There were just six games this week, and most of them featured a pair of short-handed teams thanks to injuries and/or international call-ups. Let's dive into an abbreviated Week 15:
Things haven't been great, or even particularly good for both these sides. But a given the circumstances — the game was played at Stade Saputo and the Montreal Impact were trying to stay top five in the East on PPG — this game was much more significant to them than it was to the Seattle Sounders, who are battered, bruised, broken and incomplete, and will likely remain so into the second week of July.
And look, these two teams both played exactly like they were missing most/all of their best players. The first half produced literally zero highlights and the whole game produced only 12 shots. Ten of those were by the hosts, and two of those turned into goals (one a penalty) off the foot of midfielder Saphir Taider.
You can and should mostly throw out the tactics because the nature of the rosters made this game non-representative of what's to come from both sides. What mattered was the Impact played with a little bit of desperation in the final 30 minutes, and it worked.
New York City FC actually scored all seven goals in this one. It was a display I'll file under both "impressive" and "hilarious." They truly entertained.
And they did it playing out of a 4-3-3 rather than the 3-4-3 they'd primarily used for the past few months. Here's their network passing graph:
Each circle represents the location corresponding player's aggregate touch, and the thickness of the lines connecting them represents the volume of passes exchanged. You can see that left-side overload with Maxi Moralez (No. 10), Alexandru Mitrita (28) and Tony Rocha (15) was where they set up shop, and for the first time in a long time it actually felt like the old Patrick Vieira teams, moving the ball up that flank and slicing teams apart with some intricate combos.
I'm not sure what it means in the long run, as results against FC Cincinnati right now have to be taken with a grain of salt. The expansion side have lost nine of 10 and have conceded 15 goals in their past four games, all losses.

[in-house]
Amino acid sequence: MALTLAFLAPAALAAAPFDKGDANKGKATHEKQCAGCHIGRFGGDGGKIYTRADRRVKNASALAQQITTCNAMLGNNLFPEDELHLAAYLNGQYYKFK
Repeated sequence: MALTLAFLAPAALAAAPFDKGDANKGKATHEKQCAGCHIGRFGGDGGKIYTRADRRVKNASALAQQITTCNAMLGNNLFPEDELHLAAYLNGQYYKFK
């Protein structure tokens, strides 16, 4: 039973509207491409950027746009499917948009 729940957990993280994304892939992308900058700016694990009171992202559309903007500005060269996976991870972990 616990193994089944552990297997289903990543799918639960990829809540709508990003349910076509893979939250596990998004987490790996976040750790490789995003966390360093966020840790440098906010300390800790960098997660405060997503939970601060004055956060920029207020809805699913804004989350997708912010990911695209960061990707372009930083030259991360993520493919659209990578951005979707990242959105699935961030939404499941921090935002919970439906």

Regardless, it had to feel good for NYC to get just their second home win of the season. They have good energy heading into the break.
Pass of the frigging Week, man. Alejandro Pozuelo is a wizard:
It seemed like Toronto FC understood they don’t have individual brilliance or hold-up play without Jozy Altidore, so they just pushed the outside backs super high and created a bunch of overloads. Both goals were from the play getting super narrow and then Pozuelo finding an overlapping outside back.
The draw saved a point for the Reds and they desperately, desperately needed it, as that point is what has the above the line at the break. They have not won since May 4, and have gone just 2-6-4 since that season-opening, three-game winning streak. They are a different team now.
What kind of team, exactly? It still feels very much like that question hasn't really been answered. They don't sit deep and defend particularly well, nor do they have the speed to hit on the counter. They use possession a bit, but are turnover prone in bad spots and don't scramble well. They try to funnel play through Pozuelo — as they did on Friday night, and as they should if teams let them — but when teams have kicked him out of the game, they haven't had a Plan B.
I think TFC needed this break more than anyone. I also think they need the July transfer window more than anyone.
Sporting Kansas City are right there with them, though we all know that Peter Vermes plays it as tight on the transfer market as anyone. Of course, they're in more dire straits than pretty much ever before, having gone 13 games without a shutout. As Paul Carr pointed out, this is the second-longest streak in club history, only behind a 14-gamer from way back in 1996.
I get why Vermes went all in on possession heading into the year, because when Sporting are fully fit and healthy, they are a beautiful machine. So far they've been fully fit and healthy twice.
Both teams should be happy — they took a point despite playing with a bunch of key regulars. Both teams should be angry — they dropped points against a team missing key regulars.
Pick any narrative you like, since they all work.